Marina Abramovic in Belgrade: A long-awaited homecoming | Arts | DW | 19.09.2019
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Marina Abramovic in Belgrade: A long-awaited homecoming

With her retrospective show "The Cleaner" having its symbolic climax in the city where her career began, the celebrated performance artist is exhibiting in her hometown for the first time in nearly 50 years.

The final stop on the world tour of Marina Abramovic's epic retrospective will see her exhibit in Belgrade for the first time since 1975. The Serbian performance artist says it's her most important single show since The Artist is Present wowed the New York Museum of Modern Art in 2010

"My professional return to Belgrade is a big deal for me,” Abramovic wrote in the weekly Serbian magazine Nedeljnik in August, as quoted in Artnet. The exhibition in her hometown is the final stop of the traveling retrospective titled "The Cleaner," which since 2017 has been on show in seven cities, including Bonn, Germany and Florence, Italy.

Read moreArtist Marina Abramovic attacked with portrait of herself at retrospective

The 44-year wait for a homecoming will be ended with a show that fittingly brings together more than 100 Abramovic works from the 1970s to the 2000s, including videos, photographs, paintings, objects, installations and live re-creations of her infamous performances.

Marina Abramovic sits across from another man in The Artist is Present (picture-alliance/dpa/Marco Anelli/Courtesy of Marina Abramovic)

Marina Abramovic's "The Artist is Present" from 2010 was a defining work in which she sat for eight hours a day for nearly three months as nearly 1000 people took turns to stare back at her

Coming of age 

Born in Belgrade in 1946, Marina Abramovic went on to study art both in her hometown and in Zagreb, developing an early interest in performance art, including experiments with sound installations. In 1973, she was invited to Scotland for an international festival where she debuted her first performance work, Rhythm 10, in which she thrust ten sharp knives between her splayed fingers — a daredevil act in which she occasionally missed and drew blood. There, the young artist and occasional painter met iconic German performance artist Joseph Beuys, and also realized she had found her medium.

"I had experienced absolute freedom — I had felt that my body was without boundaries, limitless; that pain didn't matter, that nothing mattered at all — and it all intoxicated me, " recalled Abramovic of that first performance in her 2016 autobiography, Walk Through Walls. "I was drunk from the overwhelming energy that I'd received. That was the moment I knew that I had found my medium. No painting, no object that I could make, could ever give me that kind of feeling, and it was a feeling I knew I would have to seek out, again and again and again."

Ausstellung Marina Abramovic: The Cleaner in der Bundeskunsthalle Bonn (Marina Abramović/Courtesy of the Marina Abramović Archives/VG Bild-Kunst, Bonn 2018)

A still from Marina Abramovic's breakout performance, "Rhythm 10"

Testing the limits

Abramovic has since carved a reputation as a pioneering performance artist who continues to test her physical and psychological limits. "The Cleaner" retrospective recreates several of her confrontational early works, including several from her seminal 12-year artistic collaboration, and relationship, with German artist Frank "Ulay" Uwe Laysiepen between 1976 and 1988. These include the 1977 work Imponderabilia, performed at the Galleria Comunale d'Arte Moderna in the Italian city of Bologna, where Abramovic and Ulay stood at the entrance to the museum naked, forcing visitors to squeeze past to enter. In Belgrade, the public will again be part of the performance.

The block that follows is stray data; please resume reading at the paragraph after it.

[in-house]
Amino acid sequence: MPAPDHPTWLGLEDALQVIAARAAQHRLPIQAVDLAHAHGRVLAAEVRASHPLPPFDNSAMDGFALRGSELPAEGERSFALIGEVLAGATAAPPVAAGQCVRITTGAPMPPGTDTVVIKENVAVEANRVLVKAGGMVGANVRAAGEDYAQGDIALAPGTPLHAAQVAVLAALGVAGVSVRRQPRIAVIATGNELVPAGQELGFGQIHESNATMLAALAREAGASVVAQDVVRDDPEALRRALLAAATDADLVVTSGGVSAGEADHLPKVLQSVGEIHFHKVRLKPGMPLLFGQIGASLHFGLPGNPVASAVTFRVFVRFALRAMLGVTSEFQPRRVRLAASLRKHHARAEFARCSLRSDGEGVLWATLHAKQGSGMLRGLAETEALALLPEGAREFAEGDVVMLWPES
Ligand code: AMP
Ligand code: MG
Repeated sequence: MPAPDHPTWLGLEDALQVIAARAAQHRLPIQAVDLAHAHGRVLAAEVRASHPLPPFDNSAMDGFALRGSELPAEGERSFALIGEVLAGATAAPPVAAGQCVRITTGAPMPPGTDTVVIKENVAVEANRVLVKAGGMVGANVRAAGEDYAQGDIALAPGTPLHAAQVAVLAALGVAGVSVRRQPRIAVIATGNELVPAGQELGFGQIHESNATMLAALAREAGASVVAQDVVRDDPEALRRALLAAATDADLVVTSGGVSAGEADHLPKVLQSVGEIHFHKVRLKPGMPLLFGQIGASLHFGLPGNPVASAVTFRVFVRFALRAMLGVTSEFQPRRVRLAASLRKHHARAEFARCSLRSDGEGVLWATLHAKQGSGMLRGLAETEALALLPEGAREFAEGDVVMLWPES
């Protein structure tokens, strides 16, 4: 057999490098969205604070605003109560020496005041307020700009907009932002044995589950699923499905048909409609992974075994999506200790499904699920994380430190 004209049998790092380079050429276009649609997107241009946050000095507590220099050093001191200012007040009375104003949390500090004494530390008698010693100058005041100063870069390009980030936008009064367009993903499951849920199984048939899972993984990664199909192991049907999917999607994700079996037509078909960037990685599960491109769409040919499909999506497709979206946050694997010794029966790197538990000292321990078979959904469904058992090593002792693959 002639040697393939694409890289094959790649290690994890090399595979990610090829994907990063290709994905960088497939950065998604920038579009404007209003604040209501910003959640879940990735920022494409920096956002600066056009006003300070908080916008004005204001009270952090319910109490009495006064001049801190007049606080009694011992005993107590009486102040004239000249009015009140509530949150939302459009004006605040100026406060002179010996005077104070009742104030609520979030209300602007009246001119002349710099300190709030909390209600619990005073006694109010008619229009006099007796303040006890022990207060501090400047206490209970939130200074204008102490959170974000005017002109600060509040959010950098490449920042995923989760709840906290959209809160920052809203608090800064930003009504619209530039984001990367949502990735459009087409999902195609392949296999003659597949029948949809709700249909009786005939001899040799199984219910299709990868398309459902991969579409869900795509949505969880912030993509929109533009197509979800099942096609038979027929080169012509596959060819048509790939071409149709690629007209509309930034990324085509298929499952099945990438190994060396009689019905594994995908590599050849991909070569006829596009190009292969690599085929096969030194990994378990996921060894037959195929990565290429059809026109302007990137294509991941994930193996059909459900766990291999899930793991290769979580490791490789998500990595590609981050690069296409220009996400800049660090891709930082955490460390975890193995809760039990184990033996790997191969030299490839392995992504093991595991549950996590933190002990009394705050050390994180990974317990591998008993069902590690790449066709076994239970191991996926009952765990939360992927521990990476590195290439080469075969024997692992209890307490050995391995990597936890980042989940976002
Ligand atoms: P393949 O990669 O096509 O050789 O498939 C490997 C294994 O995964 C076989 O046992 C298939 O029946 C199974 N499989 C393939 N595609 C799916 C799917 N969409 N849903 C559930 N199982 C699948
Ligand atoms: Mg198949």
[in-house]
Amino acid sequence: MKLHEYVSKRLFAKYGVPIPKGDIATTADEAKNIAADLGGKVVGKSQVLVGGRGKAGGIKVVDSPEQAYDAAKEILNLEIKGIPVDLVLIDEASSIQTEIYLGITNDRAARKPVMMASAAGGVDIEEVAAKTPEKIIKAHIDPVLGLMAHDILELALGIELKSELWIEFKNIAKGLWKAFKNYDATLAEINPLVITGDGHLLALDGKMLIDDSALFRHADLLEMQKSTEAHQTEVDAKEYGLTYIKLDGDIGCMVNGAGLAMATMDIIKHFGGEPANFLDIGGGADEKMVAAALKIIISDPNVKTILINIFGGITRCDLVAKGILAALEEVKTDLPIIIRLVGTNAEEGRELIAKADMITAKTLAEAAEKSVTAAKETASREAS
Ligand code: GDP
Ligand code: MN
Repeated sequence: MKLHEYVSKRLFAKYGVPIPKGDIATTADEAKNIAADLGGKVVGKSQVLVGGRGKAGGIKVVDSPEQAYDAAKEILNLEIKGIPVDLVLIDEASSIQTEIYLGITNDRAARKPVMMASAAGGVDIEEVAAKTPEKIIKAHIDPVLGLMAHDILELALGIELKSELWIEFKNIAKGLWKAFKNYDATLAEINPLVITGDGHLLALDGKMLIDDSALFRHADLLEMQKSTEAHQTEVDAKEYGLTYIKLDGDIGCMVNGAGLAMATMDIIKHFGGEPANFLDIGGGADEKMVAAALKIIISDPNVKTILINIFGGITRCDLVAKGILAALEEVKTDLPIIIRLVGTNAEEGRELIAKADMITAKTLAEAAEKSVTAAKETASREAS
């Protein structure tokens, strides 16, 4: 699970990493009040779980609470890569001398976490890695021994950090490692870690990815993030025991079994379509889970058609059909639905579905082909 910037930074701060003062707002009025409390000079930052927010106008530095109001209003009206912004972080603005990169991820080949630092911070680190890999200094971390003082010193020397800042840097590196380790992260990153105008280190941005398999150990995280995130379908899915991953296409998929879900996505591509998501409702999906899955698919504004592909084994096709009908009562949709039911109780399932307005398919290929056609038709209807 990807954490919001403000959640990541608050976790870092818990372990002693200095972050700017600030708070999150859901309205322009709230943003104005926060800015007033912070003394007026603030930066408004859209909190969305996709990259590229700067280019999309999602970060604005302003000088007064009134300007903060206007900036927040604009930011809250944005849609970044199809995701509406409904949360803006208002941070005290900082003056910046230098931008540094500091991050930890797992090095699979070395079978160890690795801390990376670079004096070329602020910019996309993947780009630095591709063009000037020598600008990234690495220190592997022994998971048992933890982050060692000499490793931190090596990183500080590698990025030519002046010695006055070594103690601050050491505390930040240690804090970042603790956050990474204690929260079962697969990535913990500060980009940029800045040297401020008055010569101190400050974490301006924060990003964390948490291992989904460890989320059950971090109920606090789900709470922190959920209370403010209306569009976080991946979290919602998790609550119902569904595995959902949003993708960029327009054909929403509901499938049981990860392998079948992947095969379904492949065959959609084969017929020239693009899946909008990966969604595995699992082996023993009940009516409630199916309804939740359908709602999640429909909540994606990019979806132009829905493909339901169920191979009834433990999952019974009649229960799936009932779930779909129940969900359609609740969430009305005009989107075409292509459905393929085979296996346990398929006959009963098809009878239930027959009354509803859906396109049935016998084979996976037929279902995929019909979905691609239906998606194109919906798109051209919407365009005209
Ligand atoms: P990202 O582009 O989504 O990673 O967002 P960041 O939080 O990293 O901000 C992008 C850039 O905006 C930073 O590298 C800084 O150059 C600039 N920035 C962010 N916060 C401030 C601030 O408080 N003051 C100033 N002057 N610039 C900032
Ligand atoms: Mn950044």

Read moreEncountering an icon: Marina Abramović

This followed what is arguably her most provocative work, 1974's Rhythm 0, a performance in the Italian city of Naples in which Abramovic directed the audience: "There are 72 objects on the table that one can use on me as desired." The objects included razor blades, knives and a loaded gun, the artist sitting motionless as people cut open her clothes or slashed her skin. "If you leave it up to the audience, they can kill," Abramovic said after the performance of an inherent human cruelty that she sought to expose — and which will also be recreated as part of the current restrospective.

Watch video 02:35

Marina Abramović – performance art doyenne

Coming home

Abramovic represented Serbia and Montenegro at the 47th Venice Biennale in 1997 with the graphic and highly controversial sculpture, video installation and performance, Balkan Baroque — her very personal response to the ongoing Balkan Wars for which she won the Golden Lion for best artist.

Read moreEight hours with extreme performance artist Marina Abramović

But until 2018, when the Serbian prime minister invited Abramovic to bring "The Cleaner" to Belgrade, she saw few attempts to see her work exhibited in her homeland, despite spending her formative years there. "My birthplace and my background have contributed a lot to my work, many of my ideas are influenced by Slavic cultural space, Serbia and the whole of former Yugoslavia," she said. 

Ausstellung Marina Abramovic: The Cleaner in der Bundeskunsthalle Bonn (Marina Abramović/Courtesy of the Marina Abramović Archives/VG Bild-Kunst, Bonn 2018)

"Balkan Baroque" was an often brutal indictment of the war raging across Abramovic's homeland

"I only came back to visit family," she added, upon reflecting on her connection to her home city since she left for Amsterdam in 1975. "Now, almost half a century later, I want to show, especially to the new generation, what I've been doing all these years."

Marina Abramovic, "The Cleaner" runs September 21, 2019 through January 20, 2020 at the Museum of Contemporary Art, Belgrade

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